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GST on housing horror stories – act now to avoid an unexpected tax bill

May 2024 - Tax Alert

By Robyn Walker & Hana Straight

For the last decade or so, the press has occasionally featured articles claiming injustices related to the application of GST on the sale of property. The horror stories normally involved someone converting a residential property into a short-term holiday rental or operating a business from home, registering for GST and claiming back GST on costs, and then being surprised that GST then needed to be paid on the sale price when the property was subsequently sold. With large increases in property values, taxpayers had found themselves with significant GST bills.

Fortunately, the law has been clarified to allow registered persons to elect certain assets outside of their taxable activity and therefore not subject to GST on sale provided input tax hasn’t been claimed and the goods were not acquired/used for the principal purpose of making taxable supplies.

What if GST has been claimed?

For taxpayers who have previously claimed back GST on the cost of an asset, the time to act is now, as there is a transitional rule in section 91 of the GST Act which must be used before 1 April 2025. These rules apply to all tangible assets, but we expect them to be used most for property.

When does the transitional rule apply?

The transitional rule applies when:

  • A registered person has previously claimed input tax credits for goods or acquired them as zero-rated supplies; and
  • The goods were acquired before 1 April 2023; and
  • The goods were not acquired for the principal purpose of making taxable supplies; and
  • The goods were not used for the principal purpose of making taxable supplies.

The critical point above is that the asset can’t have been principally used for making taxable supplies, so the rules don’t apply to property that has principally been used as short tax accommodation, but could apply to properties that had mixed uses, with the private or exempt use being the principal use.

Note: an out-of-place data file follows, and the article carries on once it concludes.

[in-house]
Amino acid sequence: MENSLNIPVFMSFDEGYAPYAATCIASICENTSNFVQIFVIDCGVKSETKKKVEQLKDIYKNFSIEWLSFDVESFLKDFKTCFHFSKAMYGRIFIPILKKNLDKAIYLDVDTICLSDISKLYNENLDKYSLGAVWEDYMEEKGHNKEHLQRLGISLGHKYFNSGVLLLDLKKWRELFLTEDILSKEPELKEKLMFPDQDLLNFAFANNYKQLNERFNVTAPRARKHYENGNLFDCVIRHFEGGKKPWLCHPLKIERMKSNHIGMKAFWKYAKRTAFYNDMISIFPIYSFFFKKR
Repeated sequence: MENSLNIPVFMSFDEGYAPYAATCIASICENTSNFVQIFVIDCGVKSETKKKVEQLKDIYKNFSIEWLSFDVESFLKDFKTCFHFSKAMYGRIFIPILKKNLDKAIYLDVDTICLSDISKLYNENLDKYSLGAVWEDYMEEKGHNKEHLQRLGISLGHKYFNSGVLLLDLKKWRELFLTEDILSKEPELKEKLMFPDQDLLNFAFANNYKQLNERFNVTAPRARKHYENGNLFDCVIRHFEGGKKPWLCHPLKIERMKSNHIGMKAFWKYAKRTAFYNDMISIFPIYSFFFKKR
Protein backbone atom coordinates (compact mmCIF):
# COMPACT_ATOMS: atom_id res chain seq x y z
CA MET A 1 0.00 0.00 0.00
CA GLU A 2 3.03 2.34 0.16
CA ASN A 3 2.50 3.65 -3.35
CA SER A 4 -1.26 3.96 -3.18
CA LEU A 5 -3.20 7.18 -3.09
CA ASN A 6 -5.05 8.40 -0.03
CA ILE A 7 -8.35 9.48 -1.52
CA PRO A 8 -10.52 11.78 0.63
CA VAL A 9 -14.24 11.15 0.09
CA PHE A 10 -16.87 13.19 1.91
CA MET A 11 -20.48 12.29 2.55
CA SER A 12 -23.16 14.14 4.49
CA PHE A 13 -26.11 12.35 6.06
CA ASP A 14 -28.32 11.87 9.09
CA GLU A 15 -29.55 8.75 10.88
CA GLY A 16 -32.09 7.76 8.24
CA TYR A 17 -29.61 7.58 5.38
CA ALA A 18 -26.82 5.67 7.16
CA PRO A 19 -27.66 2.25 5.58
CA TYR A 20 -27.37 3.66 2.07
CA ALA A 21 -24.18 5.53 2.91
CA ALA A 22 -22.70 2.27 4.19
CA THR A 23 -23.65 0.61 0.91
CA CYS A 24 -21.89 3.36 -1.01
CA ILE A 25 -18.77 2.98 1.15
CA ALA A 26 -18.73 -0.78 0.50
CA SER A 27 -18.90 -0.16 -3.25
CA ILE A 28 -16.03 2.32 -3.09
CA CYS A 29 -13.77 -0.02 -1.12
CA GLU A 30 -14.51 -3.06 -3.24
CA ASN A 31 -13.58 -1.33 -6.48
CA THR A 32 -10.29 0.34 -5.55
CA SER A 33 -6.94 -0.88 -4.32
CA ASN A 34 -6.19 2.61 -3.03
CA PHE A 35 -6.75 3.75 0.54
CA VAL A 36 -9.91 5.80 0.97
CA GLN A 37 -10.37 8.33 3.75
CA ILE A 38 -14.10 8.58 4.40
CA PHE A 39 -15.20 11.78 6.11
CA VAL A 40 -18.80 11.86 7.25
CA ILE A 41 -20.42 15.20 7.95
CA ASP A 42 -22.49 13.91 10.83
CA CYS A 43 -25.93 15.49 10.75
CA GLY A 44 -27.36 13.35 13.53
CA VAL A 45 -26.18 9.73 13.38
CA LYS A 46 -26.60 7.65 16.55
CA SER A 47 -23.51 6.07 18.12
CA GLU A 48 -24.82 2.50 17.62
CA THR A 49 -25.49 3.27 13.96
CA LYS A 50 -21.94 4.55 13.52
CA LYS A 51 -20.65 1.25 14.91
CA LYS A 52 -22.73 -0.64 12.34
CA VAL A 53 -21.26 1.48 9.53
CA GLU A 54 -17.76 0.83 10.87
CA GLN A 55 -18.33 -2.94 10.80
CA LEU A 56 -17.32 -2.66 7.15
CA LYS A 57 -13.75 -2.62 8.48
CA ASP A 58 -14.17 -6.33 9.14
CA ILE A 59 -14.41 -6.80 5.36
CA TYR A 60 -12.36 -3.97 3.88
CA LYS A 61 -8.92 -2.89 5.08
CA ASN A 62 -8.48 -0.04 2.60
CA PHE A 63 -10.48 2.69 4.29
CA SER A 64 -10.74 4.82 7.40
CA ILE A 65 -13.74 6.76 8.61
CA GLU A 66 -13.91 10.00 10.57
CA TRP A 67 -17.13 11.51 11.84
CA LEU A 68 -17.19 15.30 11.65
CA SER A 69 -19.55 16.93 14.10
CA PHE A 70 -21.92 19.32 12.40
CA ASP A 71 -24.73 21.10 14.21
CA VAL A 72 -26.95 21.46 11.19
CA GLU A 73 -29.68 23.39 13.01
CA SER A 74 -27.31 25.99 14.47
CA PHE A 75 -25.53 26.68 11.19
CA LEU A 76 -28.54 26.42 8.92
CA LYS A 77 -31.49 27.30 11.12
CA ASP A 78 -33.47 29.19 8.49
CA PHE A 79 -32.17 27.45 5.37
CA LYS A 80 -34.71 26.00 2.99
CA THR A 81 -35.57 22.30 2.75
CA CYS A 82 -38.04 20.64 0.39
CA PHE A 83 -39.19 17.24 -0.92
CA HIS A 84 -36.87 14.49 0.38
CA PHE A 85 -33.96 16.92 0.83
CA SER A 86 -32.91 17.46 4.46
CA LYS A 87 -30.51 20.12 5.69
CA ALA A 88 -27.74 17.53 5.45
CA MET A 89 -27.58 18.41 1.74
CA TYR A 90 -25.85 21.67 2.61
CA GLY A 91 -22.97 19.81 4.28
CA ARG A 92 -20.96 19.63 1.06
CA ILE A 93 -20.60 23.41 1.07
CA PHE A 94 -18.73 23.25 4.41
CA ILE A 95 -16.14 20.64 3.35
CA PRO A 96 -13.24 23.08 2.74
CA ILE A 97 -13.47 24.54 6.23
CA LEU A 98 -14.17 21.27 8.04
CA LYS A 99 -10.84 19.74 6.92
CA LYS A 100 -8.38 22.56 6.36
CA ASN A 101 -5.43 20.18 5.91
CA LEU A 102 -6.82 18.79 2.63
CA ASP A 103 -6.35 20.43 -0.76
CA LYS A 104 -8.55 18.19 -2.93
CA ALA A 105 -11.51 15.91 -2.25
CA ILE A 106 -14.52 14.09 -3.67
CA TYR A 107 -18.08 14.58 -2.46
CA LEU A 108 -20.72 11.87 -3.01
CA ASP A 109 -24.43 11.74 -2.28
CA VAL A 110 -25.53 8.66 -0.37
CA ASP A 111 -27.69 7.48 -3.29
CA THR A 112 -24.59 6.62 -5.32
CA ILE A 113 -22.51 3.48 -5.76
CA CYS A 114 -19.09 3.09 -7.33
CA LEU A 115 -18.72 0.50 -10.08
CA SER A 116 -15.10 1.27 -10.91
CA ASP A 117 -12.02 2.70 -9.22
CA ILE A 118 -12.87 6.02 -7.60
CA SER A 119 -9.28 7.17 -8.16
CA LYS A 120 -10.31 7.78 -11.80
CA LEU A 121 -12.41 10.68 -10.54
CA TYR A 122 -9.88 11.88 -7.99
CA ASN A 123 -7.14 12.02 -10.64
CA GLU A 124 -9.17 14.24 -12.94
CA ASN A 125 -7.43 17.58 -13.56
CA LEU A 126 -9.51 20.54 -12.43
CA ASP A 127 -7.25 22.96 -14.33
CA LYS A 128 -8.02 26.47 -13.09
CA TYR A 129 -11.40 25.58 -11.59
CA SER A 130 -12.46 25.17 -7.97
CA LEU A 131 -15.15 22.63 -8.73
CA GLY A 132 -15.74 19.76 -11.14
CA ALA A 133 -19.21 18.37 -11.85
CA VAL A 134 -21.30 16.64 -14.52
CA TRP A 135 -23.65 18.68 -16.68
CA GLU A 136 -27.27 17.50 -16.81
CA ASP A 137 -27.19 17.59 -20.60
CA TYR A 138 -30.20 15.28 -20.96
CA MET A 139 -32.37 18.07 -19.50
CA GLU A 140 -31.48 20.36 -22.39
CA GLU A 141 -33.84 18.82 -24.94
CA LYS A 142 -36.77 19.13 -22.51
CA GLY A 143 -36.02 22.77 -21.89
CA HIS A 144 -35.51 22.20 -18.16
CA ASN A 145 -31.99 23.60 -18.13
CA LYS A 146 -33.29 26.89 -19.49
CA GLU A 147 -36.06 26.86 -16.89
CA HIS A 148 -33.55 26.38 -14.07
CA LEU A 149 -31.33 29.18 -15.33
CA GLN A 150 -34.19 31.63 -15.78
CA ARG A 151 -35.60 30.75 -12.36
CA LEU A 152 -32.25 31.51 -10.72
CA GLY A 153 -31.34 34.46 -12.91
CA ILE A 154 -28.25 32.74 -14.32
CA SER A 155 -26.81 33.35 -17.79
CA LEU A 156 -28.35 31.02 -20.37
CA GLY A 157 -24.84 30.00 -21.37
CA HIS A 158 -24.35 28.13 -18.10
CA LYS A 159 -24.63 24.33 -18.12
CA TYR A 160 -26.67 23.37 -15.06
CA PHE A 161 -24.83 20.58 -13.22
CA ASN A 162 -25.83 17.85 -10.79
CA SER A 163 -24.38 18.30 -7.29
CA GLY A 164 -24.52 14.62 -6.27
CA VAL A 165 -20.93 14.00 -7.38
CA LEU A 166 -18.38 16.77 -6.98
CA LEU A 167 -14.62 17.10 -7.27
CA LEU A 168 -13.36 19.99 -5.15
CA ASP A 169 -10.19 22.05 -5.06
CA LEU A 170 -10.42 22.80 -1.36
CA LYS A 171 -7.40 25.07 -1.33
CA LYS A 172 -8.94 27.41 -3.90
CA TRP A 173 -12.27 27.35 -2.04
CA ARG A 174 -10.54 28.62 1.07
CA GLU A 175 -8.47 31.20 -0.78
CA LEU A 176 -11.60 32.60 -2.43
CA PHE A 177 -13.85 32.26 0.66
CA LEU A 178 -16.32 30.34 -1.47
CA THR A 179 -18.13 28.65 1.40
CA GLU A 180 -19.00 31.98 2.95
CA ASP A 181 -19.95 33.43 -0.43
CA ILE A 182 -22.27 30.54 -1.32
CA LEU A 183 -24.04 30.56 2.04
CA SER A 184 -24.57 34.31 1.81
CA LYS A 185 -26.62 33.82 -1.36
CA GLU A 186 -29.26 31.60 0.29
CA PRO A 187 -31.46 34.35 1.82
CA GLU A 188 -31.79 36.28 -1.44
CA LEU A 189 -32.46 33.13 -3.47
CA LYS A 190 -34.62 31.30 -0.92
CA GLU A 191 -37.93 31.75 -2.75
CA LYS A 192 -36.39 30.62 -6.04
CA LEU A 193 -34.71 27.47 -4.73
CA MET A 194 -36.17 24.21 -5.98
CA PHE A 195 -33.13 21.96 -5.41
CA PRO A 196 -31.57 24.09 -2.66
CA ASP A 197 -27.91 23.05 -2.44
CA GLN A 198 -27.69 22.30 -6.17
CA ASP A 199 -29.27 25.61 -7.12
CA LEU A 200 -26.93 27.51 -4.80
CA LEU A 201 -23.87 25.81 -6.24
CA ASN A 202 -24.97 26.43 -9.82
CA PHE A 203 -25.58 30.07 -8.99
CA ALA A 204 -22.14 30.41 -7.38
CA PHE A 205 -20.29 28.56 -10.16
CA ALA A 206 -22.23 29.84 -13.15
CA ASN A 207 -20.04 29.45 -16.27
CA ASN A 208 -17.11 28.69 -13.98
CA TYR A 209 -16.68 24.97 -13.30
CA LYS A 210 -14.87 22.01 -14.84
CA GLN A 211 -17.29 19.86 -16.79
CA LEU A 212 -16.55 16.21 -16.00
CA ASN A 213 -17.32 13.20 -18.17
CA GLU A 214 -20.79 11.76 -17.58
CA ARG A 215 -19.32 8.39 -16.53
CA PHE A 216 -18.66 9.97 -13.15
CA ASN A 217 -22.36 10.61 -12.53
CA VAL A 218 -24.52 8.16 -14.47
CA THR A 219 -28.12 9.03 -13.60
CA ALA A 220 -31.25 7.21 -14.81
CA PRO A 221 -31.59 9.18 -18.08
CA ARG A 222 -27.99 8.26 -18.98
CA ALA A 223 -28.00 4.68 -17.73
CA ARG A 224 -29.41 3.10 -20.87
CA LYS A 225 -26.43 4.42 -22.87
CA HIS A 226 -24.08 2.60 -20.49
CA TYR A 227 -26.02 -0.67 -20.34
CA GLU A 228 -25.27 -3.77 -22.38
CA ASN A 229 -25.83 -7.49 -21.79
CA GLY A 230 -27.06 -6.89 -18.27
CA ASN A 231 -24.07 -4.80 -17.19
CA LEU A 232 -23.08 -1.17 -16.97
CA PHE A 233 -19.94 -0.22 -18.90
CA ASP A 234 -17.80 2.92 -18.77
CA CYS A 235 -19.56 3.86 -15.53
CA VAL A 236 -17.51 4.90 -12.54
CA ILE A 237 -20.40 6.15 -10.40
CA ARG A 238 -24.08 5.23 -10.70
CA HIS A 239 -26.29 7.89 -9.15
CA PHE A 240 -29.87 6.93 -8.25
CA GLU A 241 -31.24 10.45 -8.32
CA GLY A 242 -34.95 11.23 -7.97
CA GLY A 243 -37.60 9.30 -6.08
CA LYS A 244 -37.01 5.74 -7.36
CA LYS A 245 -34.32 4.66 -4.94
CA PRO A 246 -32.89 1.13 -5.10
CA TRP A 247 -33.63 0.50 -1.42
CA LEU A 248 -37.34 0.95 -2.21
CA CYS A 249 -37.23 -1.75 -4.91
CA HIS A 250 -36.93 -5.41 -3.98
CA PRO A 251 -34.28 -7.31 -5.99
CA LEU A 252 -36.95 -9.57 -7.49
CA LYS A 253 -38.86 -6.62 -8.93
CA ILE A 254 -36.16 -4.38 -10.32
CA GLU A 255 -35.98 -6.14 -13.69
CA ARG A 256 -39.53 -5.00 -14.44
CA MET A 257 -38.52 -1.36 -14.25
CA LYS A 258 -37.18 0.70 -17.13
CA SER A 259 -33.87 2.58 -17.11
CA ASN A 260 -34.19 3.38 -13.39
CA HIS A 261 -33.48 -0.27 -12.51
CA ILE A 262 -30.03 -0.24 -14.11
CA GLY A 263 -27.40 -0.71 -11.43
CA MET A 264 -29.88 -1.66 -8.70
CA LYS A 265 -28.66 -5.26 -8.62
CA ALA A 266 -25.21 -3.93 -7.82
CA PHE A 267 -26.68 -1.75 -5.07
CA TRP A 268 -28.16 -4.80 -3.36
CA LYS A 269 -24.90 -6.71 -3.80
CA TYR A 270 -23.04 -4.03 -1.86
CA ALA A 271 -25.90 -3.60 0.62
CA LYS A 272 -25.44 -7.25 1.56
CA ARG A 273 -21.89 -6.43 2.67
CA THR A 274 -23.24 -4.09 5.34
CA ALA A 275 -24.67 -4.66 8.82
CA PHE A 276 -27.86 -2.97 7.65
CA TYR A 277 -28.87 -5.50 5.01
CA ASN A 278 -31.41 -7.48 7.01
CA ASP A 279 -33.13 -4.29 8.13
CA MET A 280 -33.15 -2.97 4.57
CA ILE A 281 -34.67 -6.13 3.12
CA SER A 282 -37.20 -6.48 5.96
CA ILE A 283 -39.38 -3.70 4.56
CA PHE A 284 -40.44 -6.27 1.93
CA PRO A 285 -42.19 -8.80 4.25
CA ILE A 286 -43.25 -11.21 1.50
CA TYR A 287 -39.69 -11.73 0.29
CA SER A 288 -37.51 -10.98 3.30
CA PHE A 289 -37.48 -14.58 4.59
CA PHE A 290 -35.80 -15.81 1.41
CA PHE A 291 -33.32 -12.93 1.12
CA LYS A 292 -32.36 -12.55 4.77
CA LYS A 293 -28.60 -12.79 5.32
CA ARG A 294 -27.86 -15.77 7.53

Under the transitional rule, the person must return an amount of output tax equal to the input tax previously deducted (less any output tax adjustments already made for non-taxable use); or the nominal GST amount of the purchase price if the property was acquired as a zero-rated supply. An election must be made to the Commissioner before 1 April 2025 – we recommended this is done by making a debit adjustment in the GST return with an accompanying letter or secure mail to Inland Revenue.


The rule is best illustrated by some examples. These are replicated from Inland Revenue’s guidance on this rule:

Scott is a registered person who acquired a dwelling for $1.15m in 2022 from an unregistered person. Scott intends to use 20 percent of the dwelling (a dedicated office) to make taxable supplies for his GST-registered consulting business. He claims an input tax deduction of $30,000, which is 20 percent of the tax fraction of the purchase price.

If Scott had still expected to continue to have some taxable use of his dwelling (such as using his home office to make taxable supplies on certain days of the week), and this was not the principal purpose of the dwelling, he could choose to apply the transitional rule in section 91 for goods acquired before 1 April 2023. To apply the transitional rule, he would need to make the $30,000 output tax adjustment before 1 April 2025 and notify the Commissioner that this output tax is because he intends to apply section 91.